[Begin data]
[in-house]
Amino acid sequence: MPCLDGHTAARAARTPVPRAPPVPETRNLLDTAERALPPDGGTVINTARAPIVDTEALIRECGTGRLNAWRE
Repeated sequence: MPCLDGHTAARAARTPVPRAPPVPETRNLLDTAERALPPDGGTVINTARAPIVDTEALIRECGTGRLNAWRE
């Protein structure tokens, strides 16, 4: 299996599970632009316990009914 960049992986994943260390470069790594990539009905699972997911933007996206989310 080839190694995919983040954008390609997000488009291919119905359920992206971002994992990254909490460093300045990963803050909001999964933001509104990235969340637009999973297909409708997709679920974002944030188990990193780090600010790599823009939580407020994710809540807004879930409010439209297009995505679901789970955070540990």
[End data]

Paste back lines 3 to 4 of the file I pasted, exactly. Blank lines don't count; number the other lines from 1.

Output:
Repeated sequence: MPCLDGHTAARAARTPVPRAPPVPETRNLLDTAERALPPDGGTVINTARAPIVDTEALIRECGTGRLNAWRE
């Protein structure tokens, strides 16, 4: 299996599970632009316990009914 960049992986994943260390470069790594990539009905699972997911933007996206989310 080839190694995919983040954008390609997000488009291919119905359920992206971002994992990254909490460093300045990963803050909001999964933001509104990235969340637009999973297909409708997709679920974002944030188990990193780090600010790599823009939580407020994710809540807004879930409010439209297009995505679901789970955070540990």